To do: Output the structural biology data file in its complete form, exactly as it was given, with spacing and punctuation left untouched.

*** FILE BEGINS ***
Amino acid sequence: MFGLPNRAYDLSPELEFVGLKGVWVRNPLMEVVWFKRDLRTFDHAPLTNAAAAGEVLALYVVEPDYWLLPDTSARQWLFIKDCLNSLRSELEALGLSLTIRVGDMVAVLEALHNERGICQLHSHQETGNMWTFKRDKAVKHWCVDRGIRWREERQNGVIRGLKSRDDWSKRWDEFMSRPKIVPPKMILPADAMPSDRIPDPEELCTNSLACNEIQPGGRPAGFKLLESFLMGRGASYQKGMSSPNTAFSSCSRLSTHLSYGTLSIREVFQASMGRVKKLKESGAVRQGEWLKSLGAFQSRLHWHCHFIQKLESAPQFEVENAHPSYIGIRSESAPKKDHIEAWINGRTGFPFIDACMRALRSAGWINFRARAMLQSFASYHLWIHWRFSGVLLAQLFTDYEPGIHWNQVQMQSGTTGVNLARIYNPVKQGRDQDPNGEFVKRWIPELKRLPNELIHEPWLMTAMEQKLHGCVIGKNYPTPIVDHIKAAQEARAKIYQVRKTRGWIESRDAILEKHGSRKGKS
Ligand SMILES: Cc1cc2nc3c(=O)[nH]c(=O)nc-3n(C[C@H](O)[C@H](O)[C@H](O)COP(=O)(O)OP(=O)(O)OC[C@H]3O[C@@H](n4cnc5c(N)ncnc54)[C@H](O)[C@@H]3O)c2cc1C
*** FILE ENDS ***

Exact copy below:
Amino acid sequence: MFGLPNRAYDLSPELEFVGLKGVWVRNPLMEVVWFKRDLRTFDHAPLTNAAAAGEVLALYVVEPDYWLLPDTSARQWLFIKDCLNSLRSELEALGLSLTIRVGDMVAVLEALHNERGICQLHSHQETGNMWTFKRDKAVKHWCVDRGIRWREERQNGVIRGLKSRDDWSKRWDEFMSRPKIVPPKMILPADAMPSDRIPDPEELCTNSLACNEIQPGGRPAGFKLLESFLMGRGASYQKGMSSPNTAFSSCSRLSTHLSYGTLSIREVFQASMGRVKKLKESGAVRQGEWLKSLGAFQSRLHWHCHFIQKLESAPQFEVENAHPSYIGIRSESAPKKDHIEAWINGRTGFPFIDACMRALRSAGWINFRARAMLQSFASYHLWIHWRFSGVLLAQLFTDYEPGIHWNQVQMQSGTTGVNLARIYNPVKQGRDQDPNGEFVKRWIPELKRLPNELIHEPWLMTAMEQKLHGCVIGKNYPTPIVDHIKAAQEARAKIYQVRKTRGWIESRDAILEKHGSRKGKS
Ligand SMILES: Cc1cc2nc3c(=O)[nH]c(=O)nc-3n(C[C@H](O)[C@H](O)[C@H](O)COP(=O)(O)OP(=O)(O)OC[C@H]3O[C@@H](n4cnc5c(N)ncnc54)[C@H](O)[C@@H]3O)c2cc1C